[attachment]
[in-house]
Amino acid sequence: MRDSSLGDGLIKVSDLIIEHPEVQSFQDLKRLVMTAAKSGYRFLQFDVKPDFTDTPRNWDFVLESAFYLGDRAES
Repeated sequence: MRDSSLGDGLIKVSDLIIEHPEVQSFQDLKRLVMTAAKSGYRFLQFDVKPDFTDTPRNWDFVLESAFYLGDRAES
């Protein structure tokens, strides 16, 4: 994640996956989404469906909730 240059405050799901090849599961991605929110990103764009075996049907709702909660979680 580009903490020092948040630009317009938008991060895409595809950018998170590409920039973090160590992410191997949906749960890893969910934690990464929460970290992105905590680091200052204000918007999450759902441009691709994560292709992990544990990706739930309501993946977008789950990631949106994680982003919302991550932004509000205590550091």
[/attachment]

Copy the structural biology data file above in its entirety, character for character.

[in-house]
Amino acid sequence: MRDSSLGDGLIKVSDLIIEHPEVQSFQDLKRLVMTAAKSGYRFLQFDVKPDFTDTPRNWDFVLESAFYLGDRAES
Repeated sequence: MRDSSLGDGLIKVSDLIIEHPEVQSFQDLKRLVMTAAKSGYRFLQFDVKPDFTDTPRNWDFVLESAFYLGDRAES
């Protein structure tokens, strides 16, 4: 994640996956989404469906909730 240059405050799901090849599961991605929110990103764009075996049907709702909660979680 580009903490020092948040630009317009938008991060895409595809950018998170590409920039973090160590992410191997949906749960890893969910934690990464929460970290992105905590680091200052204000918007999450759902441009691709994560292709992990544990990706739930309501993946977008789950990631949106994680982003919302991550932004509000205590550091």